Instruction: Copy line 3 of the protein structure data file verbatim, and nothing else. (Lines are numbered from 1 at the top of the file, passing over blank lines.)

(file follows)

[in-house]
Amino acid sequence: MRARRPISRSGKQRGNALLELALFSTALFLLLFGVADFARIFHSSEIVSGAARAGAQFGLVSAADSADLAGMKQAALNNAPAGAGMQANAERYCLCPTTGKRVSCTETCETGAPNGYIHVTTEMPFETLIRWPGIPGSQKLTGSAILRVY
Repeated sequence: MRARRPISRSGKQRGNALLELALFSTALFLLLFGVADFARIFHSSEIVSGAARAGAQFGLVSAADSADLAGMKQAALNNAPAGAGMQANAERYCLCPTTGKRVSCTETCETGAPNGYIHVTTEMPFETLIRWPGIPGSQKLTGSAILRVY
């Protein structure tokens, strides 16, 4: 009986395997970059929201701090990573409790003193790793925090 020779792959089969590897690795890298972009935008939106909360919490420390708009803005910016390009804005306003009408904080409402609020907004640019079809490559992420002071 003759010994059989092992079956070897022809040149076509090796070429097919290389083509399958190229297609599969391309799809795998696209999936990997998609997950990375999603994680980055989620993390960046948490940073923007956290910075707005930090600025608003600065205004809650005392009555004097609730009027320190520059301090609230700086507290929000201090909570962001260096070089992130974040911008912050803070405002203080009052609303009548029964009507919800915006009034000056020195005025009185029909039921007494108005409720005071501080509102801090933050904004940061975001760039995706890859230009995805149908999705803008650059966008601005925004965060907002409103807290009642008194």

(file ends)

Repeated sequence: MRARRPISRSGKQRGNALLELALFSTALFLLLFGVADFARIFHSSEIVSGAARAGAQFGLVSAADSADLAGMKQAALNNAPAGAGMQANAERYCLCPTTGKRVSCTETCETGAPNGYIHVTTEMPFETLIRWPGIPGSQKLTGSAILRVY